Multiflora rose is a perennial shrub, reproducing by seeds and sometimes rooting at the tips of drooping side canes. The stems are up to 10 feet long, in clumps and are arching or trailing, usually growing about 6 feet erect with the tips drooping almost to the ground. The stems are covered with many stiff thorns. The leaves are pinnately compound, usually with 7 or 9 leaflets.
The leaflets are 3/4 to 1 1/2 inches long, elliptic, nearly smooth on the upper surface and paler with short hairs on the underside. The flowers are mostly white, sometimes pinkish, about 3/4 to 1 1/2 inches broad, and borne in a many-flowered panicle. The fruits (hips) are bright red, nearly round, and about 1/4 inch in diameter. The seeds are angular achenes.
Prevention of Spread
Multiflora rose spreads primarily by seeds. Birds readily spread the seeds that germinate after passing through the digestive tract. Multiflora rose may also reproduce by rooting at the tips of drooping side canes. There is no practical action that can be taken to prevent the spread of multiflora rose.
Multiflora Rose Control Practices
Control of multiflora rose shall mean preventing the production of seed and destroying the plants ability to reproduce by vegetative means.
Cultural Control Practices
Mowing pastures several times a year will prevent multiflora rose seedlings from becoming established. Mowing may be difficult, however, in the rough, wooded pastures where the rose is most apt to be a problem. Once large bushes become established, a bulldozer may be the only practical control. However, even after bulldozing, some resprouting may occur, and seeds that have been spread readily germinate in the disturbed soil.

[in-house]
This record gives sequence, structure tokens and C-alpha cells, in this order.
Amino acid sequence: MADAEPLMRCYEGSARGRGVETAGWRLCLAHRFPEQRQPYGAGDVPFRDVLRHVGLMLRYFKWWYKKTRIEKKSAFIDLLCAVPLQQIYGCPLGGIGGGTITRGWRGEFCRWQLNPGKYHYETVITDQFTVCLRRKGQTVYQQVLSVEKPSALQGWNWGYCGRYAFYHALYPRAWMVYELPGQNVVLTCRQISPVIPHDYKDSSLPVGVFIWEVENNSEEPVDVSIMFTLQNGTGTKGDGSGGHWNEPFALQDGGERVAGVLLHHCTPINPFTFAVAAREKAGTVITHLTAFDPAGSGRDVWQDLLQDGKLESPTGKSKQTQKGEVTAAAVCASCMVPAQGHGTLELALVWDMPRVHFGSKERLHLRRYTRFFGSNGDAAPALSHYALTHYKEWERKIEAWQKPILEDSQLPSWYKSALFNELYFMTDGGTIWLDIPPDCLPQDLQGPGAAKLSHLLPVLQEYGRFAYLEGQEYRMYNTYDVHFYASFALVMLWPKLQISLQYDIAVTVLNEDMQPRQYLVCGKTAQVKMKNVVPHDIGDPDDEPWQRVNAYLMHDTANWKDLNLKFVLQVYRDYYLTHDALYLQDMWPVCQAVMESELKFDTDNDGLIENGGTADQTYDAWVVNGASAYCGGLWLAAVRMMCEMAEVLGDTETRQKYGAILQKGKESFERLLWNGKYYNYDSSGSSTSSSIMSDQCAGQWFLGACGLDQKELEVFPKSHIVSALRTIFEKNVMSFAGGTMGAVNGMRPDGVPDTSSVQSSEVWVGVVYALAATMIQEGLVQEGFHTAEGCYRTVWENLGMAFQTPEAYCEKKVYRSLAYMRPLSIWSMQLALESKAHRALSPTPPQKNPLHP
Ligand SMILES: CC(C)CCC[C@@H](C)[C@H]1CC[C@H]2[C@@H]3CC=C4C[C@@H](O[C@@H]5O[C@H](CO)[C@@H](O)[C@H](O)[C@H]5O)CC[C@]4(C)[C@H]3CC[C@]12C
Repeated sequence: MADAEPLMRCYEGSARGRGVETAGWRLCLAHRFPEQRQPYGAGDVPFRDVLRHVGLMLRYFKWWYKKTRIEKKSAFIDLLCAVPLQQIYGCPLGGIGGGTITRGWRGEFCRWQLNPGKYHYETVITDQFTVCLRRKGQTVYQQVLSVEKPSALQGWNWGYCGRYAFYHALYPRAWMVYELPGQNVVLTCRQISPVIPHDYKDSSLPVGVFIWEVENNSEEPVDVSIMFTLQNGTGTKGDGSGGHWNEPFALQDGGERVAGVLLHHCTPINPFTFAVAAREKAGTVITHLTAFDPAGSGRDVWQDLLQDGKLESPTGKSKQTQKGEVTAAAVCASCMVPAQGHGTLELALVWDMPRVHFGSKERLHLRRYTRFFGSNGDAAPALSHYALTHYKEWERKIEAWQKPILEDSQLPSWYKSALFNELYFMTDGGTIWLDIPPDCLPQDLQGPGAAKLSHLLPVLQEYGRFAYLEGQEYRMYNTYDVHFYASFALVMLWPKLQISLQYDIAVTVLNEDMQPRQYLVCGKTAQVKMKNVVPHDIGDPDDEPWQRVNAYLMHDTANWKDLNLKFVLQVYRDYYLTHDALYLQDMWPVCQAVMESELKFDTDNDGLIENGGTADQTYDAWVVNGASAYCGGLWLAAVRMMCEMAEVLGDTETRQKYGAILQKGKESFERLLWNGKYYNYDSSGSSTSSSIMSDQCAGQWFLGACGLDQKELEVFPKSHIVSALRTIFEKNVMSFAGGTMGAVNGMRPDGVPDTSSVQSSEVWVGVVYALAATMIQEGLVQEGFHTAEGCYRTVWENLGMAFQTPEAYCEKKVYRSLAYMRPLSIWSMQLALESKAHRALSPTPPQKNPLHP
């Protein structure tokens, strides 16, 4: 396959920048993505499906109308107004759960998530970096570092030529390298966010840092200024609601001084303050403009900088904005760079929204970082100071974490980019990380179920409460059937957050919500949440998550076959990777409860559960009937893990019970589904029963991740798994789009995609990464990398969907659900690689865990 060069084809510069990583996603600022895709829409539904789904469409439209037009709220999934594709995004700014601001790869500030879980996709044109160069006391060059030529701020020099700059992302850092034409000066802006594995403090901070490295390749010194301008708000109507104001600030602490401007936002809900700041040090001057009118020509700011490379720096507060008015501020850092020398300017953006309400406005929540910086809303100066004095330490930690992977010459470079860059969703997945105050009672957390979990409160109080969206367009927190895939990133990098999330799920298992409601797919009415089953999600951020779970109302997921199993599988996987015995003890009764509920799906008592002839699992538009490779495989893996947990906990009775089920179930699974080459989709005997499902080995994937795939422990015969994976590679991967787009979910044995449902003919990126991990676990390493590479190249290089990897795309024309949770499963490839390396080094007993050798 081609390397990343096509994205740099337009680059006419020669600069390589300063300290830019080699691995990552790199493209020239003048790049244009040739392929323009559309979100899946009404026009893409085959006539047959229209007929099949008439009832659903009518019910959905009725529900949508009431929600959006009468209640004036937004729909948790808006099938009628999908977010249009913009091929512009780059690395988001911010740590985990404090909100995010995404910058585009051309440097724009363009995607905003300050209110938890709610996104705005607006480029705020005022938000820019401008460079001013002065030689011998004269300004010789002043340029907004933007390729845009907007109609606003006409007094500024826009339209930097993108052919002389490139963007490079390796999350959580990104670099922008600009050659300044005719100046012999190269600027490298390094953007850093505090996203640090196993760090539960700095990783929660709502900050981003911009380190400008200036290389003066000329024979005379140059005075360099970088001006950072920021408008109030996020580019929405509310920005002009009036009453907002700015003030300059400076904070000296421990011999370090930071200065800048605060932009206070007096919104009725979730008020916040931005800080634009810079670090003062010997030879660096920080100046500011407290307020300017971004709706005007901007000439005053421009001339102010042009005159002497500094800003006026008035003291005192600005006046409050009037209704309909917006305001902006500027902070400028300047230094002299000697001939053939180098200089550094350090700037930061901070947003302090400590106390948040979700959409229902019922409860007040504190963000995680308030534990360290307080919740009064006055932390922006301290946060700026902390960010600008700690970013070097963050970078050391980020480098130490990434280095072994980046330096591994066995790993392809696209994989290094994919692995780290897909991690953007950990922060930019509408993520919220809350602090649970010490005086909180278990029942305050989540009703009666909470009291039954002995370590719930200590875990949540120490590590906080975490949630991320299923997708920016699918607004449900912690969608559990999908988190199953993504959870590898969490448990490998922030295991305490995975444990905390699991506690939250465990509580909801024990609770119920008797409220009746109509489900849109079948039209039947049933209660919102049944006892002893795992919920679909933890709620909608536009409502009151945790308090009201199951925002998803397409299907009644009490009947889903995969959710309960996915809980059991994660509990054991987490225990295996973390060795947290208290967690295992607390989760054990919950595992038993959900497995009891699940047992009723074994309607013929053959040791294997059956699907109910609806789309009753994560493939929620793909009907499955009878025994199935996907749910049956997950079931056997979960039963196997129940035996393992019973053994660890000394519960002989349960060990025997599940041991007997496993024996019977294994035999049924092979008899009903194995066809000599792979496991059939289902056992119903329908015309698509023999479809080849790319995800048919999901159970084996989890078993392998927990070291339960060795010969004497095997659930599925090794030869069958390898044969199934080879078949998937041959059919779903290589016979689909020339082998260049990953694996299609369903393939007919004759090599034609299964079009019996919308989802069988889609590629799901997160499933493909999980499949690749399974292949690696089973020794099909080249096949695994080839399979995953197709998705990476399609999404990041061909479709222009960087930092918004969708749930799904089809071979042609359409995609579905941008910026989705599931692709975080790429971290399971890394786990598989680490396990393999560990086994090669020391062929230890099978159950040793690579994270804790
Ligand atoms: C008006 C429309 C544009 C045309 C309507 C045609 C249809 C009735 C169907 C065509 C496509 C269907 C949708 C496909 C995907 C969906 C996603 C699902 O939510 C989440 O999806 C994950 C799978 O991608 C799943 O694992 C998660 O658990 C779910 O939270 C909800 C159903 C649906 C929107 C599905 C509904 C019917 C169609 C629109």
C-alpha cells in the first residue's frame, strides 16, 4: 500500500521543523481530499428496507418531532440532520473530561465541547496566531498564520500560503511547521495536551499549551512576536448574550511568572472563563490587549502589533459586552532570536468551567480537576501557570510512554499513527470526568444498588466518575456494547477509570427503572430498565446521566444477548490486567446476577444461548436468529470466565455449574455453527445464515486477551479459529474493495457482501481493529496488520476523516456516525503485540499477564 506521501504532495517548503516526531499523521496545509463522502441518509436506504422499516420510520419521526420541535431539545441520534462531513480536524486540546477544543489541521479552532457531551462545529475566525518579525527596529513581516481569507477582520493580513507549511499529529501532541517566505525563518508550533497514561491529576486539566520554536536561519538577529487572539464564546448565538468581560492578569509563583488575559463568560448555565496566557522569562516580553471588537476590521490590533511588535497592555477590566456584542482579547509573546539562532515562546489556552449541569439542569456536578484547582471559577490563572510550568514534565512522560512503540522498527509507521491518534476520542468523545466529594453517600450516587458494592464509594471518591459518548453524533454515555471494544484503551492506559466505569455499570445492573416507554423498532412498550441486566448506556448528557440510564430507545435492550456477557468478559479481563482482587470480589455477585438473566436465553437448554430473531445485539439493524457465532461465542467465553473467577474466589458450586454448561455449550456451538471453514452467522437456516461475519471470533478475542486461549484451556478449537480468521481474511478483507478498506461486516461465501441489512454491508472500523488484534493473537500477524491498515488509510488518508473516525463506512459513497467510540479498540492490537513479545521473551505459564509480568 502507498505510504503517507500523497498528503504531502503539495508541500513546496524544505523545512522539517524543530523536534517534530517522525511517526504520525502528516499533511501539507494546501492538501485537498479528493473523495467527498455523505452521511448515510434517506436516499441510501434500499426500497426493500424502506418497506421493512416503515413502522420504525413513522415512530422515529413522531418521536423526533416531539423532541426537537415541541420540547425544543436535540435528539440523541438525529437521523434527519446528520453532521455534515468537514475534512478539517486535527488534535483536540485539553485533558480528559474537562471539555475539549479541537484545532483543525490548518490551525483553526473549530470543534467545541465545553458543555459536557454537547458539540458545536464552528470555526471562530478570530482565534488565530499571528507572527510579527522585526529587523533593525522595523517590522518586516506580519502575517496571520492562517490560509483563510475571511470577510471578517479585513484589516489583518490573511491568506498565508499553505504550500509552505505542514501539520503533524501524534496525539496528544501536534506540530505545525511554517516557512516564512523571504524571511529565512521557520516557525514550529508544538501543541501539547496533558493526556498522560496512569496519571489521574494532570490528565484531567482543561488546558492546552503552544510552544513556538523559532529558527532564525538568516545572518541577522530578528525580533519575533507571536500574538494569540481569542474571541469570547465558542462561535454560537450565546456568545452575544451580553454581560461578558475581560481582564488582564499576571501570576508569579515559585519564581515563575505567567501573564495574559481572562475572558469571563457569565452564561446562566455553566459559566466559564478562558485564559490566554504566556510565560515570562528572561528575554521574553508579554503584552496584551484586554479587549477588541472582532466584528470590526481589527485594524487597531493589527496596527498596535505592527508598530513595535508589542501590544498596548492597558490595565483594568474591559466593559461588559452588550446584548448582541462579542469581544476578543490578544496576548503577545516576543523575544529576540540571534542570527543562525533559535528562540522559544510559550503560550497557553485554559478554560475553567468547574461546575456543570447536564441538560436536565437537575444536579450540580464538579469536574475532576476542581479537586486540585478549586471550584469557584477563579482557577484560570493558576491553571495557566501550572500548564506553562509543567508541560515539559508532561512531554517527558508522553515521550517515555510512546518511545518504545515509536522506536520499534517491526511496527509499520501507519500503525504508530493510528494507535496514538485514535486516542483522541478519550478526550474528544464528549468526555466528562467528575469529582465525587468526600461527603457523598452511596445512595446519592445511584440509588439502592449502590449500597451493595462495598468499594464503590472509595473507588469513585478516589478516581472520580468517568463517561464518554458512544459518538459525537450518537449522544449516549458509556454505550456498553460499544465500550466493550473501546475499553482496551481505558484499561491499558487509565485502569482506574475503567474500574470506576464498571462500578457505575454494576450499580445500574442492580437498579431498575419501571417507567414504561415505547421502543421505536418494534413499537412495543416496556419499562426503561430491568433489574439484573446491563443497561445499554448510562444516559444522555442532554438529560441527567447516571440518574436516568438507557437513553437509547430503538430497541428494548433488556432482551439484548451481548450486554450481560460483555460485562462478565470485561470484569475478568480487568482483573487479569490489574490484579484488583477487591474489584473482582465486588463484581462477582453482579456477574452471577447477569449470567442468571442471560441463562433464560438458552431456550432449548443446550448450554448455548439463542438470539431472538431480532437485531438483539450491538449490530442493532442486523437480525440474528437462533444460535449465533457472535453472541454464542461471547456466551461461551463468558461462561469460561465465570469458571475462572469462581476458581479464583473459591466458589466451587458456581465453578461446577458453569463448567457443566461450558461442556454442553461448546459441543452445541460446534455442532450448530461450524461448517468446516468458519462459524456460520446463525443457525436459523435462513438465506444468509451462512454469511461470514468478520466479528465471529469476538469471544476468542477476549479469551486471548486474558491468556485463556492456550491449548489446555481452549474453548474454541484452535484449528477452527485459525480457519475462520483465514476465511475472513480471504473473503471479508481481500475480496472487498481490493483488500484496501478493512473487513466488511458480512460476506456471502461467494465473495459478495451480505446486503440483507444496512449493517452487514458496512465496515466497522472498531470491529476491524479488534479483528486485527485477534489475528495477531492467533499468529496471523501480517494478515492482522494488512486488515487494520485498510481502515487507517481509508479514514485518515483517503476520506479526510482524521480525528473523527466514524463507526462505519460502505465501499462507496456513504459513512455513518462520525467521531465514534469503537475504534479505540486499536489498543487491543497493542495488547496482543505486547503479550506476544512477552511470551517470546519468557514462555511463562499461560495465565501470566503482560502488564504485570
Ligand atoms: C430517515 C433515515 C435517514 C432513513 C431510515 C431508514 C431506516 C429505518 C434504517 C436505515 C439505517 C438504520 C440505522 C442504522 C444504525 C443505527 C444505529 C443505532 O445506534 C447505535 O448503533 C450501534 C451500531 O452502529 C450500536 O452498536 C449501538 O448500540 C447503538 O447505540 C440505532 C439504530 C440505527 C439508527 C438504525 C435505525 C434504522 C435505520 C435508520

Herbicides Approved for Controlling Multiflora Rose
The following herbicides may be used for cost-share with landowners. Other products labeled and registered for use on this noxious weed in Kansas may be used in accordance with label directions but are not available for costshare. Be sure to follow all label directions and precautions. For additional information consult the current KSU publication of AChemical Weed Control for Field Crops, Pastures, Rangeland, and Noncropland.
- 2,4-D LV Ester. Apply when plants are actively growing in the seedling stage. Follow label directions and precautions.
- Dicamba (Banvel, Clarity, Vanquish). Follow label directions and precautions.
- Fosamine (Krenite-S). Do not apply to cropland. Apply in late summer prior to fall leaf coloration. Follow label directions and precautions.
- Glyphosate (Roundup). Apply when the plants are actively growing. Follow label directions and precautions.
- Picloram (Tordon). Restricted use product. Follow label directions and precautions.
- Imazapyr (Arsenal). Follow label directions and precautions.
- Tebuthiuron (Spike 20P). For pastures, rangeland and noncropland. This product may injure or kill desirable vegetation having roots extending into the treated area. Keep out of lakes, ponds and streams. There are grazing and haying limitations. Follow label directions and precautions.
- Triclopyr + 2,4-D (Crossbow). For pastures, rangeland and noncropland. This pesticide is toxic to fish. Do not apply directly to bodies of water. Do not contaminate irrigation ditches or water used for irrigation or domestic purposes.
- Metsulfuron methyl (Escort). Use rate of 1/2 ounce per acre is recommended. Use rate range is 1/3 to 3/4 ounce per acre. Follow label directions and precautions.
Biological Control Practices
There are no biological controls approved for Multiflora rose at this time.